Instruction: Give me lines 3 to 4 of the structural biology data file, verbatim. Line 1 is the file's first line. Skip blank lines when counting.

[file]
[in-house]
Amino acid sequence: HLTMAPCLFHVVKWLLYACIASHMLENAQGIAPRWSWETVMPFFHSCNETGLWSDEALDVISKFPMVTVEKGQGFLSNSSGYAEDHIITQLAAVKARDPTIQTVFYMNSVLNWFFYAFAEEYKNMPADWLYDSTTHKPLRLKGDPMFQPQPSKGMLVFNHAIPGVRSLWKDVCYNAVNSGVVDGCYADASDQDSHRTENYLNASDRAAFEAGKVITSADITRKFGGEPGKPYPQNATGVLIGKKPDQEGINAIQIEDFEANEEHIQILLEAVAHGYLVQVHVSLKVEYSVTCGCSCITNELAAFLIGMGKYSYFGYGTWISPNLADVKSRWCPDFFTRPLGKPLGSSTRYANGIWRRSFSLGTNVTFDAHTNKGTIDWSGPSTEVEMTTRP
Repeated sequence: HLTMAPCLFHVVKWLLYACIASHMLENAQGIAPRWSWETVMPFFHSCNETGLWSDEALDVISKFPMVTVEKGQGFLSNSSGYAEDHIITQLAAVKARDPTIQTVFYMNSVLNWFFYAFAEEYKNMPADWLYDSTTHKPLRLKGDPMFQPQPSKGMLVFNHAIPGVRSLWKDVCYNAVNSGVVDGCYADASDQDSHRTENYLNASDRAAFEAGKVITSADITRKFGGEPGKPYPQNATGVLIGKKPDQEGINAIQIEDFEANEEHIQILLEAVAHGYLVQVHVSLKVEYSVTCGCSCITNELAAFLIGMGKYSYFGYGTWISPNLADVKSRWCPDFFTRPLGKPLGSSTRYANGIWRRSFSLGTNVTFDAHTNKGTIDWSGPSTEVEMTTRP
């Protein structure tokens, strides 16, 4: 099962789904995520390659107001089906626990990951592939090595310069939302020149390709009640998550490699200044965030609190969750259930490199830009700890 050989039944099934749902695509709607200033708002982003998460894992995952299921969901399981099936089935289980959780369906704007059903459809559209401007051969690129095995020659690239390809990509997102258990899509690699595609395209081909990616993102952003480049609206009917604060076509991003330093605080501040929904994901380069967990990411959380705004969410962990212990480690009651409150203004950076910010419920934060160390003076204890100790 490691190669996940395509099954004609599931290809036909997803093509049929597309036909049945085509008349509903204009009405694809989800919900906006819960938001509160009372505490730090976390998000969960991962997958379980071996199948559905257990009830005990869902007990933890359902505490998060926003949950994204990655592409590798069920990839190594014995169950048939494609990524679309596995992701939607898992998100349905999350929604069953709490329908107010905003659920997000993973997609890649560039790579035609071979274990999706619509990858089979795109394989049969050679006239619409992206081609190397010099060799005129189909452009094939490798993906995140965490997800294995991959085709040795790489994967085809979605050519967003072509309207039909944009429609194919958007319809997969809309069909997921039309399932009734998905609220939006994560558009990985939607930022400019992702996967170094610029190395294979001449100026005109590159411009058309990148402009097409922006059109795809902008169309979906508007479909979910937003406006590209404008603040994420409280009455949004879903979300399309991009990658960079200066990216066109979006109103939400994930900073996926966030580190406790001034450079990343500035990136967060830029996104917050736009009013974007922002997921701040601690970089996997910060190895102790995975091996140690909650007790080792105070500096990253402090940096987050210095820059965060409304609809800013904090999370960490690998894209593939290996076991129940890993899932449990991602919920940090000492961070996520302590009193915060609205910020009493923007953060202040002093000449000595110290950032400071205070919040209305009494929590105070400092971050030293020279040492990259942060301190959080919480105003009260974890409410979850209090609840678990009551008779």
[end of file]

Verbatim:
Repeated sequence: HLTMAPCLFHVVKWLLYACIASHMLENAQGIAPRWSWETVMPFFHSCNETGLWSDEALDVISKFPMVTVEKGQGFLSNSSGYAEDHIITQLAAVKARDPTIQTVFYMNSVLNWFFYAFAEEYKNMPADWLYDSTTHKPLRLKGDPMFQPQPSKGMLVFNHAIPGVRSLWKDVCYNAVNSGVVDGCYADASDQDSHRTENYLNASDRAAFEAGKVITSADITRKFGGEPGKPYPQNATGVLIGKKPDQEGINAIQIEDFEANEEHIQILLEAVAHGYLVQVHVSLKVEYSVTCGCSCITNELAAFLIGMGKYSYFGYGTWISPNLADVKSRWCPDFFTRPLGKPLGSSTRYANGIWRRSFSLGTNVTFDAHTNKGTIDWSGPSTEVEMTTRP
């Protein structure tokens, strides 16, 4: 099962789904995520390659107001089906626990990951592939090595310069939302020149390709009640998550490699200044965030609190969750259930490199830009700890 050989039944099934749902695509709607200033708002982003998460894992995952299921969901399981099936089935289980959780369906704007059903459809559209401007051969690129095995020659690239390809990509997102258990899509690699595609395209081909990616993102952003480049609206009917604060076509991003330093605080501040929904994901380069967990990411959380705004969410962990212990480690009651409150203004950076910010419920934060160390003076204890100790 490691190669996940395509099954004609599931290809036909997803093509049929597309036909049945085509008349509903204009009405694809989800919900906006819960938001509160009372505490730090976390998000969960991962997958379980071996199948559905257990009830005990869902007990933890359902505490998060926003949950994204990655592409590798069920990839190594014995169950048939494609990524679309596995992701939607898992998100349905999350929604069953709490329908107010905003659920997000993973997609890649560039790579035609071979274990999706619509990858089979795109394989049969050679006239619409992206081609190397010099060799005129189909452009094939490798993906995140965490997800294995991959085709040795790489994967085809979605050519967003072509309207039909944009429609194919958007319809997969809309069909997921039309399932009734998905609220939006994560558009990985939607930022400019992702996967170094610029190395294979001449100026005109590159411009058309990148402009097409922006059109795809902008169309979906508007479909979910937003406006590209404008603040994420409280009455949004879903979300399309991009990658960079200066990216066109979006109103939400994930900073996926966030580190406790001034450079990343500035990136967060830029996104917050736009009013974007922002997921701040601690970089996997910060190895102790995975091996140690909650007790080792105070500096990253402090940096987050210095820059965060409304609809800013904090999370960490690998894209593939290996076991129940890993899932449990991602919920940090000492961070996520302590009193915060609205910020009493923007953060202040002093000449000595110290950032400071205070919040209305009494929590105070400092971050030293020279040492990259942060301190959080919480105003009260974890409410979850209090609840678990009551008779």